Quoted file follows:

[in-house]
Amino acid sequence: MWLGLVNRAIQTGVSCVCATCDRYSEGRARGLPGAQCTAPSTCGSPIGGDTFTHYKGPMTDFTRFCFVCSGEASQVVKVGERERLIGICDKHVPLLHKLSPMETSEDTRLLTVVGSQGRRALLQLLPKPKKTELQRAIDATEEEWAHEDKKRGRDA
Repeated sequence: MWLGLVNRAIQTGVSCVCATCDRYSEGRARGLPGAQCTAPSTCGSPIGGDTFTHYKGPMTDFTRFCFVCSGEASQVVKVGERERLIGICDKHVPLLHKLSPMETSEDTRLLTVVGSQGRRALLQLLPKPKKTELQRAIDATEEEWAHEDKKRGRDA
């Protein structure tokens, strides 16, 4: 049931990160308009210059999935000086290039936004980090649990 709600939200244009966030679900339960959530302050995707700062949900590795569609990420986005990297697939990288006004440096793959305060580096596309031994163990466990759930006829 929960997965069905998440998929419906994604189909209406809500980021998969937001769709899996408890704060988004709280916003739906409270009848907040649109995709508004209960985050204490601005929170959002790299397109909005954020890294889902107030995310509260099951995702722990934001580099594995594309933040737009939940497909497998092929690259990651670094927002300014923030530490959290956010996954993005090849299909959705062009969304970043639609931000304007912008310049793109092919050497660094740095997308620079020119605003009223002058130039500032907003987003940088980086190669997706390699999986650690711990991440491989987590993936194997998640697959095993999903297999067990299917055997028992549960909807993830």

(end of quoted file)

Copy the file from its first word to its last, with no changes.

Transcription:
[in-house]
Amino acid sequence: MWLGLVNRAIQTGVSCVCATCDRYSEGRARGLPGAQCTAPSTCGSPIGGDTFTHYKGPMTDFTRFCFVCSGEASQVVKVGERERLIGICDKHVPLLHKLSPMETSEDTRLLTVVGSQGRRALLQLLPKPKKTELQRAIDATEEEWAHEDKKRGRDA
Repeated sequence: MWLGLVNRAIQTGVSCVCATCDRYSEGRARGLPGAQCTAPSTCGSPIGGDTFTHYKGPMTDFTRFCFVCSGEASQVVKVGERERLIGICDKHVPLLHKLSPMETSEDTRLLTVVGSQGRRALLQLLPKPKKTELQRAIDATEEEWAHEDKKRGRDA
């Protein structure tokens, strides 16, 4: 049931990160308009210059999935000086290039936004980090649990 709600939200244009966030679900339960959530302050995707700062949900590795569609990420986005990297697939990288006004440096793959305060580096596309031994163990466990759930006829 929960997965069905998440998929419906994604189909209406809500980021998969937001769709899996408890704060988004709280916003739906409270009848907040649109995709508004209960985050204490601005929170959002790299397109909005954020890294889902107030995310509260099951995702722990934001580099594995594309933040737009939940497909497998092929690259990651670094927002300014923030530490959290956010996954993005090849299909959705062009969304970043639609931000304007912008310049793109092919050497660094740095997308620079020119605003009223002058130039500032907003987003940088980086190669997706390699999986650690711990991440491989987590993936194997998640697959095993999903297999067990299917055997028992549960909807993830």